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Replacing Plastic with Plastic

Many fall victim to the convenience of plastic bags PHOTO: CULLEN RIDGWAY

Over and over again, we pull another plastic bag off of the shelf, waving it all willy-nilly as thousands of microscopic plastic particles march their way up the food chain, clinging to fat cells in fish and whales and alas—humans.

I can almost feel the little plastic nurdles settle into my stomach lining like a bird settles into a nest as I walk out of Safeway and watch plastic bags swaying from the hands of many shoppers.

Dean Peterson, 55, San Mateo’s retired Director of Environmental health, who was involved in the reusable bag ordinances in San Mateo County said in an email, that the so called “plastic bag ban” is not a ban so much as a regulation to require stores to have reusable bags. This, however, does not bar companies from the use of plastic bags, it just requires that the bag be made of durable material of at least 2.25 millimeters thick.

Ordinances allow these thicker plastic bags based on Environmental Impact Reports (EIR) that feel that these thicker plastic bags might be more reused than paper bags, said Peterson, but still, “EIRs identify both as being unsustainable.”

Whether or not plastic or paper is more reusable is moot as long as the plastic debris floating in the ocean is becoming more common than kelp. The issue is that the continued use of plastic bags is progressing a current dilemma into a catastrophe.

Plastic bags break down over 400 to 1000 years, at which point they are not bio-degraded but degenerated. This means that instead of “disappearing” they simply become microscopic and because they are a petroleum product they bond to oil and fat in the ocean.

This means that the plastic bags are traversing a highway of stomachs from smaller fish to bigger fish. The have been thought to be the cause of some filter-feeding whales death, and they are most likely gathering forces in the stomachs of human beings as well.

So, what else to do, but stop the production? But supply and demand is a fickle creature. As long as consumers purchase plastic, suppliers produce it. Wendy Gutshall, Safeway’s media rep. said in an email, “we carry reusable plastic bags in our stores and we have found customers like to have options.”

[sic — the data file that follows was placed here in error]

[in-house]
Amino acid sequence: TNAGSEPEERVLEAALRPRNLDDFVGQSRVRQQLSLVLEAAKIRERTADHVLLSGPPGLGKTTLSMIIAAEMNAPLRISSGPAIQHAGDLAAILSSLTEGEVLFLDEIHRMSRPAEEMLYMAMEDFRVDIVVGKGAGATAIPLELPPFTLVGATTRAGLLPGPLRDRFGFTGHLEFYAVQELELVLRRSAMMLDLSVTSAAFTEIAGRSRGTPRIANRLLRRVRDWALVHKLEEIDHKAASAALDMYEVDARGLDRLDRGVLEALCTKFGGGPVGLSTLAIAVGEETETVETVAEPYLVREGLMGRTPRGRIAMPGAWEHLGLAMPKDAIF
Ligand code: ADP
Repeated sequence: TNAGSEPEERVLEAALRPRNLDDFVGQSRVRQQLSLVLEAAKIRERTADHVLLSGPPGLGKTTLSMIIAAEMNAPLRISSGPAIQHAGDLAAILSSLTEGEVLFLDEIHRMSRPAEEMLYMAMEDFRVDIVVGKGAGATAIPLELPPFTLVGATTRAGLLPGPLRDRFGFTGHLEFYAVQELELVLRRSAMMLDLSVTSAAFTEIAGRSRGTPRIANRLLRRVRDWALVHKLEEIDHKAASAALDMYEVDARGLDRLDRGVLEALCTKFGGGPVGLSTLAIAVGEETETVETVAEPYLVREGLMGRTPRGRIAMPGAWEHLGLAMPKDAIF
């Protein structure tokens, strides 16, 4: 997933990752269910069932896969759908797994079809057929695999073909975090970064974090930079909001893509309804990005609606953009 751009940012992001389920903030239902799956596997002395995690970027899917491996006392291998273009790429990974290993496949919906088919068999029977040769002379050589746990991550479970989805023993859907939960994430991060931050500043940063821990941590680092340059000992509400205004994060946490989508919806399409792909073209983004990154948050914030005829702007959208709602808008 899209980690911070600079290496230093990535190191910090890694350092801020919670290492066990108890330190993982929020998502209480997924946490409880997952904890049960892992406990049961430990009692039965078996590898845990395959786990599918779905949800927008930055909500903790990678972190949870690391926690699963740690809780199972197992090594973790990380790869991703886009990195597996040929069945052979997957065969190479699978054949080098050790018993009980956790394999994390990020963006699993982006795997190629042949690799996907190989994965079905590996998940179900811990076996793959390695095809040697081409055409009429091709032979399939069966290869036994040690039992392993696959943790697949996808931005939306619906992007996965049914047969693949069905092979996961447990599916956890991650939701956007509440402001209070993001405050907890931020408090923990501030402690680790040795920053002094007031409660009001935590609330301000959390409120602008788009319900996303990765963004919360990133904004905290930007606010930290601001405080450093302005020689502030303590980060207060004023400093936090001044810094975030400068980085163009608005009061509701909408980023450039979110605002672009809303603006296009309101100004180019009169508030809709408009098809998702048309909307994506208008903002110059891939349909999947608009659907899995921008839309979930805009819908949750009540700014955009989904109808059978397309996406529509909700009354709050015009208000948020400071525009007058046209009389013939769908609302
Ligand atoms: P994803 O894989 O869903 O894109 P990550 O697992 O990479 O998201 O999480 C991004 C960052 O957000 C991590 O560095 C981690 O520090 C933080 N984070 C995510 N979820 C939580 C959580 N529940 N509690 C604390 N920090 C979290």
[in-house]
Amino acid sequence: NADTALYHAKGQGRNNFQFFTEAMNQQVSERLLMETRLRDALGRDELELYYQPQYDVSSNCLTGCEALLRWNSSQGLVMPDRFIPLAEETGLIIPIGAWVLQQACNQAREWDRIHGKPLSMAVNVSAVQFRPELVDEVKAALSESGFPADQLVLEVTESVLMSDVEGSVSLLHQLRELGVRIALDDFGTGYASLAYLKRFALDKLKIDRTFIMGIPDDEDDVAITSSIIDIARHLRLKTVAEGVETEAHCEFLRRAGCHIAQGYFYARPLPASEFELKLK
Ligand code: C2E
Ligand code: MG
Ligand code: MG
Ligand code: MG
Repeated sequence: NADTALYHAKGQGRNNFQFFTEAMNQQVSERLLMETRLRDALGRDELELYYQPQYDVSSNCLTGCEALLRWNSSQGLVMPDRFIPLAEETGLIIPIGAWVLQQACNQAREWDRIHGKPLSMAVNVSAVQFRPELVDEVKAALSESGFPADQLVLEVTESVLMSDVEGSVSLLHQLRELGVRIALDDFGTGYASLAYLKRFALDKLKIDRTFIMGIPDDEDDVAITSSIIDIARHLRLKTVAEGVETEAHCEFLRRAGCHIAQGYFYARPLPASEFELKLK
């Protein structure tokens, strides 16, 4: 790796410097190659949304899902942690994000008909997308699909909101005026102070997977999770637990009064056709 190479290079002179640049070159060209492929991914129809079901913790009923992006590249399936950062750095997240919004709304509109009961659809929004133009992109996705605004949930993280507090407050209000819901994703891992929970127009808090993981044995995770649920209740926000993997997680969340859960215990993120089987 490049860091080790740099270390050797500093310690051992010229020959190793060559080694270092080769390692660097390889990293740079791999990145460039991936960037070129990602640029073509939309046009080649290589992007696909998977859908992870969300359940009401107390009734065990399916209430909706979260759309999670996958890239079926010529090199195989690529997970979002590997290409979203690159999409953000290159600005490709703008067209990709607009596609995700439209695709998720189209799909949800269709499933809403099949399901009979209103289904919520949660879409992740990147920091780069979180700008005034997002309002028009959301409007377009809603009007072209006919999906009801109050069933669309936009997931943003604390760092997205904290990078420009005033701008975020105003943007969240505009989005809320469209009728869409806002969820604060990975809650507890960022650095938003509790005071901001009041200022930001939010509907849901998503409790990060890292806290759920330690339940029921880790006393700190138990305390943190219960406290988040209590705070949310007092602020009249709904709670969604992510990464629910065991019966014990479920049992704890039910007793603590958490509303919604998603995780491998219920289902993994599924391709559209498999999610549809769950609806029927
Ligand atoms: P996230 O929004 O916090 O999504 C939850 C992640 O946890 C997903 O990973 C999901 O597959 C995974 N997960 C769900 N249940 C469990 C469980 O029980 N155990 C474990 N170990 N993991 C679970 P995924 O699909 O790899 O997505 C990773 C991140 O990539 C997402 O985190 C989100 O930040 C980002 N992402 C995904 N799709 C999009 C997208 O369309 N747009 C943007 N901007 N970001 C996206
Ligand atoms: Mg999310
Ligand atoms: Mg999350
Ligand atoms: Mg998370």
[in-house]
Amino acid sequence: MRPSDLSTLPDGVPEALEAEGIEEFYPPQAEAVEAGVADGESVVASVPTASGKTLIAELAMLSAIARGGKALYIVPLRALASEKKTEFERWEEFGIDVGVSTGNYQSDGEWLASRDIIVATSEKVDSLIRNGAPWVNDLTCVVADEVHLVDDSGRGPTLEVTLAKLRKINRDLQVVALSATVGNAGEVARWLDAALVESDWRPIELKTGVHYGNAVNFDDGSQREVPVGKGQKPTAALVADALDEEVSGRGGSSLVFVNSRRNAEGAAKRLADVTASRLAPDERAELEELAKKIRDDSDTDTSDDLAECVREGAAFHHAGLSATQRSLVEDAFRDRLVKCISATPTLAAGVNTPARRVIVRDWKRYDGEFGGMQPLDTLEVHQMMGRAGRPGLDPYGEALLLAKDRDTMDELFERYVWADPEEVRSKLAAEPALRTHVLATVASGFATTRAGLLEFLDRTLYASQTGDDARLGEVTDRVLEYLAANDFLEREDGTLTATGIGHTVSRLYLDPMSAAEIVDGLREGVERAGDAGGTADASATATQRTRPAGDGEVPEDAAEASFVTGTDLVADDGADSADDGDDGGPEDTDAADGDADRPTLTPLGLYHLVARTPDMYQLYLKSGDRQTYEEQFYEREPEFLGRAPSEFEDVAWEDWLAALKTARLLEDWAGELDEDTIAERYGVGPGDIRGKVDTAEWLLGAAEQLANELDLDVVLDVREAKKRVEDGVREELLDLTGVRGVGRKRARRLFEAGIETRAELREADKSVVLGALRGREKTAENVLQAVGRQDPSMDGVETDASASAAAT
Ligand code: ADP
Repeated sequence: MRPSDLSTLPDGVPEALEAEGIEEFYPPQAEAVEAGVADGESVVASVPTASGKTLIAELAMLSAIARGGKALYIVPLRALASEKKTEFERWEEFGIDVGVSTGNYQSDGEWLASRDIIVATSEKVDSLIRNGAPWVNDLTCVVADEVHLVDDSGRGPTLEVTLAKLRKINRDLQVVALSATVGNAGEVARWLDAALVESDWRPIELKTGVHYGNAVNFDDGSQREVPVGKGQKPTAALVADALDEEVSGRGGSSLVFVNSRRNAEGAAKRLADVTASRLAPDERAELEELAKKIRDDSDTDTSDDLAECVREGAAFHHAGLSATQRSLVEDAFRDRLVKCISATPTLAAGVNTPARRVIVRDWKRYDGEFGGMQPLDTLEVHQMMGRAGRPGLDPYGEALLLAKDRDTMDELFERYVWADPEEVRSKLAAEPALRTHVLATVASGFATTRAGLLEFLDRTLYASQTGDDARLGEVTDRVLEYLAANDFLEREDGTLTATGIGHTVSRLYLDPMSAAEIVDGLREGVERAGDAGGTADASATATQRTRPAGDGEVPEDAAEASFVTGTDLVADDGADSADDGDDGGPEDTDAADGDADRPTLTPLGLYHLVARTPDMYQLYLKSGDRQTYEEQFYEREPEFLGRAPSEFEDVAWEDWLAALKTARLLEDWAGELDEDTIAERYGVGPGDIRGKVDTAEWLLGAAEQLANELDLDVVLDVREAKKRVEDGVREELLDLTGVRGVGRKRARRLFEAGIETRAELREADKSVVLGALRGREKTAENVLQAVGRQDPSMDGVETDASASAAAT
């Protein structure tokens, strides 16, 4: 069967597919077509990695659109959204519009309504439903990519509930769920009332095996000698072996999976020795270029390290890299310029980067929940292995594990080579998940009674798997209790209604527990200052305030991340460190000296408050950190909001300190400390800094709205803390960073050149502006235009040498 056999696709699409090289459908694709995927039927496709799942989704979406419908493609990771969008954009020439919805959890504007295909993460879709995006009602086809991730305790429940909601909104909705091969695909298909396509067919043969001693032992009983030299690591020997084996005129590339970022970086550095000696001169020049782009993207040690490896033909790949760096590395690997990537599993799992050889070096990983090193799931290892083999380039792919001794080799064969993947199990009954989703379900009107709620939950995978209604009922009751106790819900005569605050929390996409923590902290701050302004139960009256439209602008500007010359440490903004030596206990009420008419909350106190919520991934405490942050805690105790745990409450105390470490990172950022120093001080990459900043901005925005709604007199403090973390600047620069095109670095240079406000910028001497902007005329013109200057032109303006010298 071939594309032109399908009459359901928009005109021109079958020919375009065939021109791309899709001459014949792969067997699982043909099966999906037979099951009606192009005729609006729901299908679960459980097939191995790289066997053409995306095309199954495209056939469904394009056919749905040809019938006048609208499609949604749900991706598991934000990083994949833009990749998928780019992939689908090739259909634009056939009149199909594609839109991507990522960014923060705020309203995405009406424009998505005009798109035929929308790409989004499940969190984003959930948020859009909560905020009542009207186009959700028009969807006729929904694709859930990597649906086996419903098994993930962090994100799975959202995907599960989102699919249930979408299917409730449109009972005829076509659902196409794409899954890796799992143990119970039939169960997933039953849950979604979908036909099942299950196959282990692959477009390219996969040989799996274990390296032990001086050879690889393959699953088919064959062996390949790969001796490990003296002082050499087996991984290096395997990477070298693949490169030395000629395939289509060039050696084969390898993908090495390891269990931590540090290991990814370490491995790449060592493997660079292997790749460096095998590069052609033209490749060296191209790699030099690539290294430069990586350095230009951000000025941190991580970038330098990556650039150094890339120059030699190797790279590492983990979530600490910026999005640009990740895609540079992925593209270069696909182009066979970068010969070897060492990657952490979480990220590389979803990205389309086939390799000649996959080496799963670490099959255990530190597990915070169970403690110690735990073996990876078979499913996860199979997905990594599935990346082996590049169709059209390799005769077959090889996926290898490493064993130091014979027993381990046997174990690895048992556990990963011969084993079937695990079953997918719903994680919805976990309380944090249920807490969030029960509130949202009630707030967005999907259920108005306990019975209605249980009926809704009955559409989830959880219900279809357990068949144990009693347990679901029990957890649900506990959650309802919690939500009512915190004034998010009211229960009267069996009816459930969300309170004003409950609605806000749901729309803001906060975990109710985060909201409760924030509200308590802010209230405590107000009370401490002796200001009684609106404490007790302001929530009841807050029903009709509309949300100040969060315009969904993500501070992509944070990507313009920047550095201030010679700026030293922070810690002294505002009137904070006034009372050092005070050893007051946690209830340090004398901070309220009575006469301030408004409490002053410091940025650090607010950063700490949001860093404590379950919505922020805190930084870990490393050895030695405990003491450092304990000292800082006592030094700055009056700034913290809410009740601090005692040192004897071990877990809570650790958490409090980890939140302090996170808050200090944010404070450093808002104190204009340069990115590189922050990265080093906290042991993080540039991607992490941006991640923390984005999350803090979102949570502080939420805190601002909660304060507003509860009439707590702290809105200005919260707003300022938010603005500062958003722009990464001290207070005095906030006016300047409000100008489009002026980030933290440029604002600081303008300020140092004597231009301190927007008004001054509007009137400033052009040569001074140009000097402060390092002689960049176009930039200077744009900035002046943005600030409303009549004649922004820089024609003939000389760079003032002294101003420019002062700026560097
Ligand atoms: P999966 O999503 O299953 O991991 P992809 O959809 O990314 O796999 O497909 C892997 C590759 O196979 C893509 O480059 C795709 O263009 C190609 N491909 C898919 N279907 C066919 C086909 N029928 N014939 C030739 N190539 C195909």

A thoughtful pose, for sure, but ultimately an irresponsible motive from a company that claims to understand the impact of plastic on the environment. Furthermore, the customers who persist in purchasing plastic shopping bags are perpetuating a system that contaminates the selling point of Santa Cruz for many people—the ocean—and potentially our own bodies.

Peterson believes that the thicker plastic bags incur less cost to companies since they are both cheaper in material, and lighter than paper bags.

Gutshall said, “we incur more cost of labor when receiving reusable bags and the bag fee helps make us whole.” Perhaps this increase in labor cost creates an incentive to seek cheaper bagging options and to supply plastic to unknowing customers.

Not all of this burden can be put on the stores, though. Citizens should be taking personal responsibility and Safeway “encourages customers to bring their own bags,” says Gutshall. If demand for plastic and paper bags—both of which are unsustainable—were to diminish, Safeway and other retailers would have less incentive to provide bags to its customers.

People should take on the task of bringing their own reusable bags. They would save money and space if they bought just a few of their own reusable cloth bags.

My own mother has a collection of paper and plastic bags which imposes on the square footage of her kitchen, and as long as there is an option to buy a 10 cent bag from retailers, there is an excuse to forget your reusable bags at home.

This is a best case scenario for plastic bags that don’t get reused. Unfortunately, millions of plastic bags make the big migration into landfills, storm drains, rivers, and oceans. This affects all of us, landlocked or not, and the only way to impede the destruction of our food sources and ecosystems is for everyone—corporations and civilians alike—to take initiative in stopping plastic bags from encroaching into our stores.